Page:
IP Ratings Guide

March 27, 2014 at 10:00 AM

 

One commonly asked question we receive from our customers is “What is the difference between IP67 and IP68?

 

Let’s first take a look at how these ratings work. Ingress Protection (IP) numbers are used to define a products resistance to moisture and fine particulates.

 

The first number after IP (shown in the left hand column below) denotes a products protection against solid objects like dust and sand.  This number can range from 0, meaning no protection against dust and sand, to 6, meaning 100% protection against dust and sand.  

 

The second number after IP denotes the part's protection against liquids.  It ranges from 0 to 8, from protection against direct liquid sprays to protection against long periods of immersion under pressure.  


Our IP67 Fiber Optic Cables, shown above, ensure protection from moisture and dust with an operating Temp: -40 to +85 Celsius.  Our IP68 Ruggedized Ethernet cables, shown on the right, offer complete moisture, dust, oil and UV protection for applications used in military, outdoor or industrial settings. 

 

Take a look below for further details on each of the IP categories. 

 

 

First number (Protection against solid objects)

Definition

Second number (Protection 
against liquids)

Definition

0

No protection

0

No protection

1

Protected against solid objects over 50mm 
(e.g. accidental touch
 
by hands)

1

Protected against vertically falling drops of water

2

Protected against solid objects over 12mm 
(e.g. fingers)

2

Protected against direct sprays up to 15o from the vertical

3

Protected against solid objects over 2.5mm 
(e.g. tools and wires)

3

Protected against direct sprays up to 60o from the vertical

4

Protected against solid objects over 1mm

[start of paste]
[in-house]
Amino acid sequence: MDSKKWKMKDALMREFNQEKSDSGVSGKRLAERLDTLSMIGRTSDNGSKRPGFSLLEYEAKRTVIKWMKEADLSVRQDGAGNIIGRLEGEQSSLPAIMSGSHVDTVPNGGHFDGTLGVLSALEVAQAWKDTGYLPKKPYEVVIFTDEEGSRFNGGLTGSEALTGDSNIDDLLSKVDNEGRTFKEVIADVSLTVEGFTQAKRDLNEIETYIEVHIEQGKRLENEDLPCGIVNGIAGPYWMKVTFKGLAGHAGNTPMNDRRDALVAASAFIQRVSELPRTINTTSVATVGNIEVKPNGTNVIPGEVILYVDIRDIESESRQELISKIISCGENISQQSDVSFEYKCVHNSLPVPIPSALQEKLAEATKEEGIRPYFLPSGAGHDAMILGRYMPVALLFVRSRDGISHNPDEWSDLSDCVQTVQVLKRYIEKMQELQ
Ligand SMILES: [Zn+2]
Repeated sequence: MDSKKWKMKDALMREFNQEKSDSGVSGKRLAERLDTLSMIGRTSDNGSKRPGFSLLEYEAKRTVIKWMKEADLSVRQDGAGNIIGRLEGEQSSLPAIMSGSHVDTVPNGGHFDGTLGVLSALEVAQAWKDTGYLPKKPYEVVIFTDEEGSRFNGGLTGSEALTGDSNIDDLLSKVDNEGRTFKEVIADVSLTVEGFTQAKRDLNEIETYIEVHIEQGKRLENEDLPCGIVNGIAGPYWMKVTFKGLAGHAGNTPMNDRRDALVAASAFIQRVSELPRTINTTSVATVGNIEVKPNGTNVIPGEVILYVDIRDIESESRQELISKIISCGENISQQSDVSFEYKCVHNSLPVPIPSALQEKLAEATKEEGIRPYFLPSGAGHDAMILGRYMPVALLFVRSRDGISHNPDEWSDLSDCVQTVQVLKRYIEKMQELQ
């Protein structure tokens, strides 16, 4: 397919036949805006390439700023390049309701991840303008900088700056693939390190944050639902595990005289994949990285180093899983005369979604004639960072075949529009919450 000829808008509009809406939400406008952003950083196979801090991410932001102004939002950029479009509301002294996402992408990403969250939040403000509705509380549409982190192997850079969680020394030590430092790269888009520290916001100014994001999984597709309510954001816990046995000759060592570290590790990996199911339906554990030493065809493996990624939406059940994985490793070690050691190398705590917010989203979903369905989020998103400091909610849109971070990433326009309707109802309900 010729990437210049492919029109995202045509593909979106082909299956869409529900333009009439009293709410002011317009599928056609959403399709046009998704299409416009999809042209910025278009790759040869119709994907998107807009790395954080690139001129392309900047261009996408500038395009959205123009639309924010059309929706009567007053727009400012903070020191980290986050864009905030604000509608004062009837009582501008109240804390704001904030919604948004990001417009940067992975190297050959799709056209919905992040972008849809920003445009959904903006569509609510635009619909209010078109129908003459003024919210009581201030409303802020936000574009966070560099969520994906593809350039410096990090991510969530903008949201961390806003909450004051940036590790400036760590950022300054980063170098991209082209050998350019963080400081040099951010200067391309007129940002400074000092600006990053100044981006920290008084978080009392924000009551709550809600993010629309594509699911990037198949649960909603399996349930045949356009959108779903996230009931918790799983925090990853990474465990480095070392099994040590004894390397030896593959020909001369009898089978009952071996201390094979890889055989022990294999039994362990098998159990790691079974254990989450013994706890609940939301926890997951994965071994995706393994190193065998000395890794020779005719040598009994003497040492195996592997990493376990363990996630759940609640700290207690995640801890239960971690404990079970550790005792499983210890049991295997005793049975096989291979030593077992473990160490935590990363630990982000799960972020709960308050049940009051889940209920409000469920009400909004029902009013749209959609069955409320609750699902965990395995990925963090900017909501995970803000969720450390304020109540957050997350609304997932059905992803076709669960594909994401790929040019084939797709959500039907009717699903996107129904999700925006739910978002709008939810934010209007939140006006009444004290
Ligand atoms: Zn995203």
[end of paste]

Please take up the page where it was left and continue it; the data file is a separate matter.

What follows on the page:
(e.g. tools, wires
 
and small wires)

4

Protected against sprays from all directions - limited ingress permitted

5

Protected against dust - limited ingress 
(no harmful deposit)

5

Protected against low pressure jets if water from all directions - limited ingress permitted

6

Totally protected 
against dust

6

Protected against strong jets of water e.g. for use on ship decks - limited ingress permitted

 

 

7

Protected against the effects of temporary immersion between 15cm and 1m. Duration of test 30 minutes

 

 

8

Protected against long periods of immersion under pressure

 

BICSI: What You Can Discover

February 20, 2014 at 10:00 AM

In the trenches with L-com’s David Gallagher 


 

 

Perhaps you’ve already attended a BICSI conference and you’re not sure if this post is for you. Hang in there. We’ll share some ideas that may shed new light on your BICSI experience.

 

For those who haven’t yet gone to BICSI, you may be unsure of its worth or are simply curious about what goes on. We interviewed L-com Product Manager, David Gallagher, to give you some insights on what he observed at the show.

 

Gallagher attended this year’s 2014 BICSI Winter Conference and has attended several in the past. It’s no secret that going to the show gives him or any other Product Manager a first look at what’s trending in the new year or what the “hot technology” on the street is. This year though, Gallagher noticed a shift in the climate. “The dynamic of the show seems to have changed. There’s a bigger focus on Fiber Optics and Facility Security,” said Gallagher.